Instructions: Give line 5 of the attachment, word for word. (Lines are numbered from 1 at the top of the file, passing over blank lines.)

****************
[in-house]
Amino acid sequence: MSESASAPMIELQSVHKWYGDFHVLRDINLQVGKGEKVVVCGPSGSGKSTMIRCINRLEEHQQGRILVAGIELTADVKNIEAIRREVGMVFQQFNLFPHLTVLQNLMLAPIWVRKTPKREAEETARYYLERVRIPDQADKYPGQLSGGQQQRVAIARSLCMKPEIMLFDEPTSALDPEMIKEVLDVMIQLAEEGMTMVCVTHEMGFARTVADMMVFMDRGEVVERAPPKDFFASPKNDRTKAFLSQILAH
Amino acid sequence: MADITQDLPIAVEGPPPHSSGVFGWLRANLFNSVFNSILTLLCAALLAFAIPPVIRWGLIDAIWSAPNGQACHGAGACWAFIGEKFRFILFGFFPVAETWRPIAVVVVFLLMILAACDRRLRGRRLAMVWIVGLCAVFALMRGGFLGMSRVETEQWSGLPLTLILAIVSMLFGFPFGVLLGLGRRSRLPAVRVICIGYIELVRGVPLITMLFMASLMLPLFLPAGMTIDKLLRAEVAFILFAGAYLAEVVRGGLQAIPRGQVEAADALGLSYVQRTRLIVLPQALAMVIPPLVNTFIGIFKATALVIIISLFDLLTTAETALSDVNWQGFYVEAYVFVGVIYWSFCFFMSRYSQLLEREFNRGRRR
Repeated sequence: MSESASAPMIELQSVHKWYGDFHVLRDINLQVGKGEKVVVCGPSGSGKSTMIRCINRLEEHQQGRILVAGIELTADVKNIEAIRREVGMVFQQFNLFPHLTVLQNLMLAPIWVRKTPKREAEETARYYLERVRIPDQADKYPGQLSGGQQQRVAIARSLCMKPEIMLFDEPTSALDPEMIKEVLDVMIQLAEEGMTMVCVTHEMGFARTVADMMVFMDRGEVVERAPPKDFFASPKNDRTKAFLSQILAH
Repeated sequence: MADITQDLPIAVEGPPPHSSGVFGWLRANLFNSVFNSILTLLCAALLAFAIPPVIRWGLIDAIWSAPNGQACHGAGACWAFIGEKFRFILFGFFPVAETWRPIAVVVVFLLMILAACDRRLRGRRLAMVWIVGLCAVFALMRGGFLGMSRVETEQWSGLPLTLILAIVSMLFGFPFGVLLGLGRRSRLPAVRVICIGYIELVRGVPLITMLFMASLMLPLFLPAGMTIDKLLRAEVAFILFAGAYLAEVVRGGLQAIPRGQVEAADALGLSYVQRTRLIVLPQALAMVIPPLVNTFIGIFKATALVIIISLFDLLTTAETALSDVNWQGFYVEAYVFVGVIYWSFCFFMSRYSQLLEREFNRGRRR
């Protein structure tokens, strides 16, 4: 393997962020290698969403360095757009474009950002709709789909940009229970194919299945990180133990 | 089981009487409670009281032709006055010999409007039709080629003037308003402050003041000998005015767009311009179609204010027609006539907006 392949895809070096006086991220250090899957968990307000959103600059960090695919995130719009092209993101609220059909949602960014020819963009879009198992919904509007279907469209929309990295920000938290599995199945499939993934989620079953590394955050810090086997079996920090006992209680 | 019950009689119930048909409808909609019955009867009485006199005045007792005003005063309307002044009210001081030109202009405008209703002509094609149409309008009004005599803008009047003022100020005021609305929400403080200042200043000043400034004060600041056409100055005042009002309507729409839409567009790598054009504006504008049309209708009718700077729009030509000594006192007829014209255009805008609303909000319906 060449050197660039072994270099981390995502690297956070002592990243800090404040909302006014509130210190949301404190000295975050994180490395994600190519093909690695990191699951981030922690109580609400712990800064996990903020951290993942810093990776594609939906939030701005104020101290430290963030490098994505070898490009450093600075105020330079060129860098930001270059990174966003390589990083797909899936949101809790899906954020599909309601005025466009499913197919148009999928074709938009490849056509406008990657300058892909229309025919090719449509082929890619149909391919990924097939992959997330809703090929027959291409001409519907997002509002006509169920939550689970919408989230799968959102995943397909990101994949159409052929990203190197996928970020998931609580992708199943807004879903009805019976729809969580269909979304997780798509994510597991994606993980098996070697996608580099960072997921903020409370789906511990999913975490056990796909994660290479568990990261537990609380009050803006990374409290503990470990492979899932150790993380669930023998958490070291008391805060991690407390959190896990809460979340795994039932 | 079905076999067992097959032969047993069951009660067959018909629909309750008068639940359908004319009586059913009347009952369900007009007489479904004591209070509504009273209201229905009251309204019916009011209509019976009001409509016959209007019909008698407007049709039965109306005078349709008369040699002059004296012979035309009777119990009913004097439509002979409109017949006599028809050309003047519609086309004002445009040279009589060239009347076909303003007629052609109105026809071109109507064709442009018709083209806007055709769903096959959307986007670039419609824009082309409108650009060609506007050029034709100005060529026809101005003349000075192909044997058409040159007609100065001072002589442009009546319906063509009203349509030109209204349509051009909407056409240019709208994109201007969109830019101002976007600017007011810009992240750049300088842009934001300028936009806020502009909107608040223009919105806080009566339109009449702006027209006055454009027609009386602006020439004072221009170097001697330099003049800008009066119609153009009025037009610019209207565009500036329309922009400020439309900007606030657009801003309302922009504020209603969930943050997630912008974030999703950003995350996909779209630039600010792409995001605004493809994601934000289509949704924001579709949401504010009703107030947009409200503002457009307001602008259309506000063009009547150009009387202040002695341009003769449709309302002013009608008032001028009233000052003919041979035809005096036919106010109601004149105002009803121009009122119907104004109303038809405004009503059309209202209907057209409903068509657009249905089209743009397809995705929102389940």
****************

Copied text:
Repeated sequence: MADITQDLPIAVEGPPPHSSGVFGWLRANLFNSVFNSILTLLCAALLAFAIPPVIRWGLIDAIWSAPNGQACHGAGACWAFIGEKFRFILFGFFPVAETWRPIAVVVVFLLMILAACDRRLRGRRLAMVWIVGLCAVFALMRGGFLGMSRVETEQWSGLPLTLILAIVSMLFGFPFGVLLGLGRRSRLPAVRVICIGYIELVRGVPLITMLFMASLMLPLFLPAGMTIDKLLRAEVAFILFAGAYLAEVVRGGLQAIPRGQVEAADALGLSYVQRTRLIVLPQALAMVIPPLVNTFIGIFKATALVIIISLFDLLTTAETALSDVNWQGFYVEAYVFVGVIYWSFCFFMSRYSQLLEREFNRGRRR